The main attractions in Marsaskala include its beaches, coastal scenery, historic towers, restaurants, salt pans, caves and walks. Popular beaches in Marsaskala include St Thomas Bay, Pretty Bay and Il-Maghluq. Historic sites like St Thomas Tower and the Red Tower provide glimpses into Marsaskala's past as a defensive outpost. The nearest airport to Marsaskala is Malta International Airport, located 11 kilometers (7 miles) away. The capital city Valletta is 9.5 kilometers (6 miles) from Marsaskala. The most convenient and fastest way to get to Marsaskala is by bus. Regular bus services are run from Valletta Bus Terminal to Marsaskala, with route numbers 91, 92 and 93. The journey takes 40 minutes. Tickets cost €1.50 ($1.65, £1.30).
The best time to visit Marsaskala is during the summer months between June and September. Spring and autumn are also nice times to visit when temperatures are milder. September to November sees fewer crowds. Winter is the least best time for beach activities as the sea is too cold for swimming. The main attractions and beaches in Marsaskala can be seen in 1-2 days. Most visitors stay for 3-5 days which allows time to relax on the beaches, dine at different restaurants, take a boat trip and do some day trips to other Maltese towns nearby like Marsaxlokk.
Qrendi is a small village located in the Southern Region of Malt. It has a population of 3,100 and is best known as the site of the famous Ħaġar Qim and Mnajdra Temples – megalithic structures dating back over 5,500 years to the Ġgantija phase in Malta. Qrendi is located in the Southern Region of Malta, at 35.8343° N, 14.4578° E. It sits close to the towns of Mqabba, Siġġiewi and Żurrieq. Qrendi has a long history dating back to the Neolithic period based on archaeological evidence. The modern village of Qrendi developed later, taking its name from a Maltese verb meaning “to worship” due to the religious sites nearby. It was established as its parish in 1618. Qrendi village largely retains its rural character while the Ħaġar Qim and Mnajdra sites tie it to Malta’s ancient past.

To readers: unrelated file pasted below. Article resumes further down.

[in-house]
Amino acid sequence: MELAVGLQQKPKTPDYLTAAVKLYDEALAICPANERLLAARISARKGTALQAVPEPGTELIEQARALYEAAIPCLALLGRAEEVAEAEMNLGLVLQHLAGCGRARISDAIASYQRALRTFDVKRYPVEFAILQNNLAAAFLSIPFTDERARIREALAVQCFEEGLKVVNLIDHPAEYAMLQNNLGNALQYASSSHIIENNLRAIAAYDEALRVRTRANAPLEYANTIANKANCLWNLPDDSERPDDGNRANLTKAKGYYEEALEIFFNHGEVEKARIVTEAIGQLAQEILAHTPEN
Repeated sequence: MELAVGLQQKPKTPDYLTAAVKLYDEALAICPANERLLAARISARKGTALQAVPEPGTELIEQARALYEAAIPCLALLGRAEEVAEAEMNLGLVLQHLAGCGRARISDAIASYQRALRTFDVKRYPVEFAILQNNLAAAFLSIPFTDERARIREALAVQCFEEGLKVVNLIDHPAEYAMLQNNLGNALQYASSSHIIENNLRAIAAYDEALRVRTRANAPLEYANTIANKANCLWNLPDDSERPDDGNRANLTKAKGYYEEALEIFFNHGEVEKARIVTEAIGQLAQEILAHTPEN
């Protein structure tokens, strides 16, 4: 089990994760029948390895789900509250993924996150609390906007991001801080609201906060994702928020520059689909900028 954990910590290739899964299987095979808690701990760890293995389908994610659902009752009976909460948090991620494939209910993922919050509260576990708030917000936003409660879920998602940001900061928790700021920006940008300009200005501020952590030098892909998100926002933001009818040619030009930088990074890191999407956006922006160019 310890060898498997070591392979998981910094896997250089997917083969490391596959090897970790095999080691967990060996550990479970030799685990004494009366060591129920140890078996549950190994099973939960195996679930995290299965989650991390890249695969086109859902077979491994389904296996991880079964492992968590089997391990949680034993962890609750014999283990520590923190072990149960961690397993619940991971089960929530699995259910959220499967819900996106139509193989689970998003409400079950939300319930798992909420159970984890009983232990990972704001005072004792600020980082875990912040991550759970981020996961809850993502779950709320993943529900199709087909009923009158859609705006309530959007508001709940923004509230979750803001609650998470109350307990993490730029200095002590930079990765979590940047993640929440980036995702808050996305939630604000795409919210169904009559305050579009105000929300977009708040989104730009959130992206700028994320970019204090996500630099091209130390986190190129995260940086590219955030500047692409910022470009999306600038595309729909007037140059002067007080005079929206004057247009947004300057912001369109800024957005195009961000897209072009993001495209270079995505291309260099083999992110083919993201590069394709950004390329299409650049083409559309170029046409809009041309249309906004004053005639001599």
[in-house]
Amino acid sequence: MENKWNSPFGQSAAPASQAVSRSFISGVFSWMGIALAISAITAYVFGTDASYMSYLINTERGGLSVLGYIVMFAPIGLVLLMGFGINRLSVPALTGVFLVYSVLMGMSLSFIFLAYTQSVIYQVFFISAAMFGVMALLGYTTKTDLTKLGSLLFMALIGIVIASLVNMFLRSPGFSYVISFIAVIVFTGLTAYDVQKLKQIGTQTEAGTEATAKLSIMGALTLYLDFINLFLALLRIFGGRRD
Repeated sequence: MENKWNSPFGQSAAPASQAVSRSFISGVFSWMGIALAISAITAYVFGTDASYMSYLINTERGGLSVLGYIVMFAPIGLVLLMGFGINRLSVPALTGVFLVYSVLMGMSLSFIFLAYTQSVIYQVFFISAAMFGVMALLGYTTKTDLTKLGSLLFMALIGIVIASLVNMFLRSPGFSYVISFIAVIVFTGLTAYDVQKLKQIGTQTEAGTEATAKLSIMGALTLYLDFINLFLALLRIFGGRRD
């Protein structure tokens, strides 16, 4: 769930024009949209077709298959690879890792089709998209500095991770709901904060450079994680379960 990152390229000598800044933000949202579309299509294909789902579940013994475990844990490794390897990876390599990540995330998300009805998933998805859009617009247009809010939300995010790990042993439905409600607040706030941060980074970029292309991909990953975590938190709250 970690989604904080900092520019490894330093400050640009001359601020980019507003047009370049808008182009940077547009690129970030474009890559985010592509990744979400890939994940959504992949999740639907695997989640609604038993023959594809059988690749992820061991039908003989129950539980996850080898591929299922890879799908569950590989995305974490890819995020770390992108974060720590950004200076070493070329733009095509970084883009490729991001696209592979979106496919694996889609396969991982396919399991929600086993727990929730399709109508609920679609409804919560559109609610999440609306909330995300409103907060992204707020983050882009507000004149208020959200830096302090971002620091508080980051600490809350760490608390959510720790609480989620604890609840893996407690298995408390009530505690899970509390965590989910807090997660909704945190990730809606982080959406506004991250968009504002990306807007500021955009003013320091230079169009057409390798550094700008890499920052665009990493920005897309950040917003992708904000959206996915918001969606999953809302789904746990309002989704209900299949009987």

The main attractions in Qrendi are the monumental Ħaġar Qim and Mnajdra temple complexes dating back over 5,500 years and the height of Maltese megalithic architecture. The area also offers coastal landscapes like the Blue Grotto and salt pans of Wied Żurrieq along the Dingli Cliffs. Other top sites include the Chapel of St Matthew, the Dejma Cross at Misraħ Kola, the large Tal-Maqluba sinkhole and Punic tombs and Cart Ruts showing ruts created by prehistoric transport carts. Qrendi is located 19 kilometers (12 miles) southwest of Malta International Airport by car, a 25-minute drive. The village is not the nation’s capital. It lies 14 kilometers (9 miles) southwest of Malta’s former historic capital Mdina in the center of the island, a 20-minute drive. The current capital Valletta is also located 14 kilometers (9 miles) northeast of Qrendi.
The easiest way to reach Qrendi is by rental car from Malta International Airport or Valletta, following well-marked main roads and highways. Multiple buses connect Qrendi to the airport, Valletta and other destinations like Mdina or Marsaxlokk daily. The bus from Valletta takes 45 minutes. Many tours offer excursions to Ħaġar Qim and Mnajdra temples including transport. The best times to visit Qrendi are spring and autumn when temperatures are mild. Summers can be hot while winters are a bit rainy. The best stay is a full day to see Ħaġar Qim and Mnajdra temples plus coastal sights like the Blue Grotto.